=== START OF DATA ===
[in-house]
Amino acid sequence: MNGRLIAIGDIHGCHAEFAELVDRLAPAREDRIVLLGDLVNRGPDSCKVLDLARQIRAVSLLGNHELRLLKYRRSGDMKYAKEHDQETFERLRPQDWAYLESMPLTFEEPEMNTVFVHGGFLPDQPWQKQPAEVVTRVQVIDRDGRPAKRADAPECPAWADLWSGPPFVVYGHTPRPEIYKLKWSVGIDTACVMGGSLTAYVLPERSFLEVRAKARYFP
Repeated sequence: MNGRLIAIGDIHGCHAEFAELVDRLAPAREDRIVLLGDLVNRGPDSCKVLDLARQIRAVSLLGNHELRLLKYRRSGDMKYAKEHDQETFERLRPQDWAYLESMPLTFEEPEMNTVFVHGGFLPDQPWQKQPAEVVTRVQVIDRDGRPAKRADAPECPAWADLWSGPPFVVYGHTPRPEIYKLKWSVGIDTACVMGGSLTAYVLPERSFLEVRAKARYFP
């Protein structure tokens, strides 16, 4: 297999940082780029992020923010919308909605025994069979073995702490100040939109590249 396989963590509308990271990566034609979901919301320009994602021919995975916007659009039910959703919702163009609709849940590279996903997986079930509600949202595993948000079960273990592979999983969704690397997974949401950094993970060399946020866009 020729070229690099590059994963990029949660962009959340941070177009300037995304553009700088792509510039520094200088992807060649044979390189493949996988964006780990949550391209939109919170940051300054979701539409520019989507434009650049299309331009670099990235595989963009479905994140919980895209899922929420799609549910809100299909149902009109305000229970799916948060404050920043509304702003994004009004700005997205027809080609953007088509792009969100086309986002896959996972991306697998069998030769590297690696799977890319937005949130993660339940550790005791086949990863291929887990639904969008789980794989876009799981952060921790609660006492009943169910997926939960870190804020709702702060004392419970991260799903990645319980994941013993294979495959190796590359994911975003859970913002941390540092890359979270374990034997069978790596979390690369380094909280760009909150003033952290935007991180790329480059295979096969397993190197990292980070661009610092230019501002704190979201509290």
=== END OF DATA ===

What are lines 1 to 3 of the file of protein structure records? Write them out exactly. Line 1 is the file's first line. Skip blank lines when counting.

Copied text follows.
[in-house]
Amino acid sequence: MNGRLIAIGDIHGCHAEFAELVDRLAPAREDRIVLLGDLVNRGPDSCKVLDLARQIRAVSLLGNHELRLLKYRRSGDMKYAKEHDQETFERLRPQDWAYLESMPLTFEEPEMNTVFVHGGFLPDQPWQKQPAEVVTRVQVIDRDGRPAKRADAPECPAWADLWSGPPFVVYGHTPRPEIYKLKWSVGIDTACVMGGSLTAYVLPERSFLEVRAKARYFP
Repeated sequence: MNGRLIAIGDIHGCHAEFAELVDRLAPAREDRIVLLGDLVNRGPDSCKVLDLARQIRAVSLLGNHELRLLKYRRSGDMKYAKEHDQETFERLRPQDWAYLESMPLTFEEPEMNTVFVHGGFLPDQPWQKQPAEVVTRVQVIDRDGRPAKRADAPECPAWADLWSGPPFVVYGHTPRPEIYKLKWSVGIDTACVMGGSLTAYVLPERSFLEVRAKARYFP